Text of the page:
When Avigael gave birth to her twins, one boy and one girl, she could tell something was different about her son Naftali.
The mother’s intuition became her feared diagnosis. Neftali had a moderate-to-profound form of autism.
Experts say early intervention can make a huge difference in functioning, and since Naftali quickly began intensive behavioral and physical intervention, he’s now mainstreamed at the age of 12.
We previously reported that baby teeth contain stem cells that, if preserved quickly after falling out, can be stored for years and kept in case of later medical problems in life.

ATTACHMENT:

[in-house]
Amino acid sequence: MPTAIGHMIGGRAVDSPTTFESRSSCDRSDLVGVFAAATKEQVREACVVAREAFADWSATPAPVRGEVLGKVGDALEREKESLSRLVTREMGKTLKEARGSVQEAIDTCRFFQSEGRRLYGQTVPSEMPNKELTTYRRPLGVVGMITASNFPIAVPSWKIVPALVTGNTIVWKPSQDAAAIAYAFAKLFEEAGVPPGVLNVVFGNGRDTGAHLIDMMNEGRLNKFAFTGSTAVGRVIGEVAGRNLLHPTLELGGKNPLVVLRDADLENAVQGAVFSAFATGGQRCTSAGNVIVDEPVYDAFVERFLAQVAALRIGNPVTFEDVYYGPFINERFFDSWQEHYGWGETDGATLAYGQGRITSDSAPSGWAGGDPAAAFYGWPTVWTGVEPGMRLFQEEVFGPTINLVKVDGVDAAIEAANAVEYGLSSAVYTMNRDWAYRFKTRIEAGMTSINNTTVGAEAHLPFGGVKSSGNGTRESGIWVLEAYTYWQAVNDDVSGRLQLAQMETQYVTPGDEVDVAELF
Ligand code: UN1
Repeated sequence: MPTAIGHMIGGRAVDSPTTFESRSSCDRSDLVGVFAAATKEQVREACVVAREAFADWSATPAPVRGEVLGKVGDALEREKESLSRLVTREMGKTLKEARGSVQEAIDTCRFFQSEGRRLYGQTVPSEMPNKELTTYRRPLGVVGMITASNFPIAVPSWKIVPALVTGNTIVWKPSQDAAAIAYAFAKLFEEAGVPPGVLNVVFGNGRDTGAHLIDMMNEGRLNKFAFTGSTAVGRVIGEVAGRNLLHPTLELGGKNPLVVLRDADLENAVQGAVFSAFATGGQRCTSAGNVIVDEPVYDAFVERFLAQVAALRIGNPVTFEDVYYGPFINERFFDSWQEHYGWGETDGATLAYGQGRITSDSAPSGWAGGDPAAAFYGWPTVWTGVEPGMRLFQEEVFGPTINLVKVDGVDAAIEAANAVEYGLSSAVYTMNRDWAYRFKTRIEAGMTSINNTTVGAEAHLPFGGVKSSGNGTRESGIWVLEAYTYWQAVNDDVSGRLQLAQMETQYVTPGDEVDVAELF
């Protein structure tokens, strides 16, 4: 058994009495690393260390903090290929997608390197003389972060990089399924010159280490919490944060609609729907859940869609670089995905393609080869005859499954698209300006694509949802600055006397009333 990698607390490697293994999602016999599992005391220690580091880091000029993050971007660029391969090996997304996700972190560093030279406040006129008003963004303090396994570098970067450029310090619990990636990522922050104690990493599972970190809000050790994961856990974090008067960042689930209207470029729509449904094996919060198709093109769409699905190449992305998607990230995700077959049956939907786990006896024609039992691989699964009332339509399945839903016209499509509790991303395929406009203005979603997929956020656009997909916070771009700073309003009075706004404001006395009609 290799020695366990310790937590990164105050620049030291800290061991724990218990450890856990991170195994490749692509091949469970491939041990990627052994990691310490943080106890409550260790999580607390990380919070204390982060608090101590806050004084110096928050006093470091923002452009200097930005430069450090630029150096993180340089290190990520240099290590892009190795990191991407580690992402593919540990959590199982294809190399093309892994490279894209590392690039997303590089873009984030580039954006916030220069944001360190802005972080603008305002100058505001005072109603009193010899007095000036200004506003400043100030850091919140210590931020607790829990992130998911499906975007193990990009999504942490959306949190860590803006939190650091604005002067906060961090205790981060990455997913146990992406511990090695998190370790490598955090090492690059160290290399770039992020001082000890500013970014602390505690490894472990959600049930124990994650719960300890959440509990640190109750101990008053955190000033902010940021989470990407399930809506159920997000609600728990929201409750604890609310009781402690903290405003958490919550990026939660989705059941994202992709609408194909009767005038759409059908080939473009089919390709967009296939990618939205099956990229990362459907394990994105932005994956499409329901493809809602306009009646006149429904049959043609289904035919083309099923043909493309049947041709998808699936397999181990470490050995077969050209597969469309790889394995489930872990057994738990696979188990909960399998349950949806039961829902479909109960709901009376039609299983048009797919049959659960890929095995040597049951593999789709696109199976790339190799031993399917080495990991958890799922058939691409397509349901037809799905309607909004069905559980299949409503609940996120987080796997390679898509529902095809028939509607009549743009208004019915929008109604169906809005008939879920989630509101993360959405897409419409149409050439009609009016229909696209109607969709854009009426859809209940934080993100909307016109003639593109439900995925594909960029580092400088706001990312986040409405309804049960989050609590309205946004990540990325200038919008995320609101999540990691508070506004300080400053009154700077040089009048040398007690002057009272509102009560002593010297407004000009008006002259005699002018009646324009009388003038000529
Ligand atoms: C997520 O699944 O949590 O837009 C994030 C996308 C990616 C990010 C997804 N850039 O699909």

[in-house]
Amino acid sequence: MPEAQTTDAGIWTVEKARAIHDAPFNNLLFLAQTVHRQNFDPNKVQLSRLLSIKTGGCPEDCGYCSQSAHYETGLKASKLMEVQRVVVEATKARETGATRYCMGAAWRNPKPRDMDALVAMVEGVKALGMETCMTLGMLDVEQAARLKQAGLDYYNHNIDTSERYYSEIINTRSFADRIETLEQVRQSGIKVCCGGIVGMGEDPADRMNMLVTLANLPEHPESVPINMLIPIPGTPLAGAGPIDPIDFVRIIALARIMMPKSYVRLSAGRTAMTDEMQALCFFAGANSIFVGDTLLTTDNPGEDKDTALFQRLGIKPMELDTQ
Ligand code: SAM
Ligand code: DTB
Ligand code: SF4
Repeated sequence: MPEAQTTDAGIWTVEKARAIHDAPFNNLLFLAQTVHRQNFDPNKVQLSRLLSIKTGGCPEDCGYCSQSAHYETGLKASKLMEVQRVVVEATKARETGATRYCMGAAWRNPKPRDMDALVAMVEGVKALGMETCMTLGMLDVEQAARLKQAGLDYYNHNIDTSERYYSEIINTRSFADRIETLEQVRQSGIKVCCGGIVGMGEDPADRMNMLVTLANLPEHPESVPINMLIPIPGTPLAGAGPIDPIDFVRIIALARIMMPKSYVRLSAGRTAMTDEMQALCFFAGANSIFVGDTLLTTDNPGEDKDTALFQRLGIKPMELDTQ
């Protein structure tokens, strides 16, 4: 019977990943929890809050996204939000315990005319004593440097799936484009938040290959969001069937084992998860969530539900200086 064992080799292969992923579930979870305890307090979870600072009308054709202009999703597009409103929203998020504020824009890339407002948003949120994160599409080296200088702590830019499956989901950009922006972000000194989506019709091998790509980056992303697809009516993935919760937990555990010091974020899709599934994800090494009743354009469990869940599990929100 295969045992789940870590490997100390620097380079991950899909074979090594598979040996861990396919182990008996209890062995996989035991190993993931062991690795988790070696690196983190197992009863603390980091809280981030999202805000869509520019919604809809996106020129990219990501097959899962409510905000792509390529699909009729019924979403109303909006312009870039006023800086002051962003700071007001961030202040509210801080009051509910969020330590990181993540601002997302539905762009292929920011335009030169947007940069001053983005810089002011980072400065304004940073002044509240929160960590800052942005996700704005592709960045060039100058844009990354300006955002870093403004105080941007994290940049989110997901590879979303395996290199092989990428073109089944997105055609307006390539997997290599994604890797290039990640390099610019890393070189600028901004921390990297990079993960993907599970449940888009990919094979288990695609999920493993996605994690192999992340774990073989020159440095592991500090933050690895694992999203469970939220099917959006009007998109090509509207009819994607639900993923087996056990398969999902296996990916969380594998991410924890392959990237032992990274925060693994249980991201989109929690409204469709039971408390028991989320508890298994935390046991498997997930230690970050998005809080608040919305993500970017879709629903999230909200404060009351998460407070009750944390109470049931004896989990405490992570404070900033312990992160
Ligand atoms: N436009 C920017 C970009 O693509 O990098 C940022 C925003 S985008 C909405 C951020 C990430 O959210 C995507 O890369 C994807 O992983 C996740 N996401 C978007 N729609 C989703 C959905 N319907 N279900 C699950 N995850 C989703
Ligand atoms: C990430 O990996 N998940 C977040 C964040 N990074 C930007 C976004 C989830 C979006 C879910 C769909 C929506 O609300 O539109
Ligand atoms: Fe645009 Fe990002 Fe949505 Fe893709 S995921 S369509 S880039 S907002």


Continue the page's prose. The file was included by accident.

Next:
To preserve the stem cells, the baby teeth have to be kept fresh. Like anything, stem cells degrade and lose their potency over time.
Now there are reports of a whole new way to predict who will develop autism — and baby teeth could hold the key to the answer for that, too.
In the video below, researchers at Mount Sinai in New York City explain how and why they used baby teeth to determine how children metabolize metals, and how that ties into the estimated 2.41% of children in the United States who have autism spectrum disorder.
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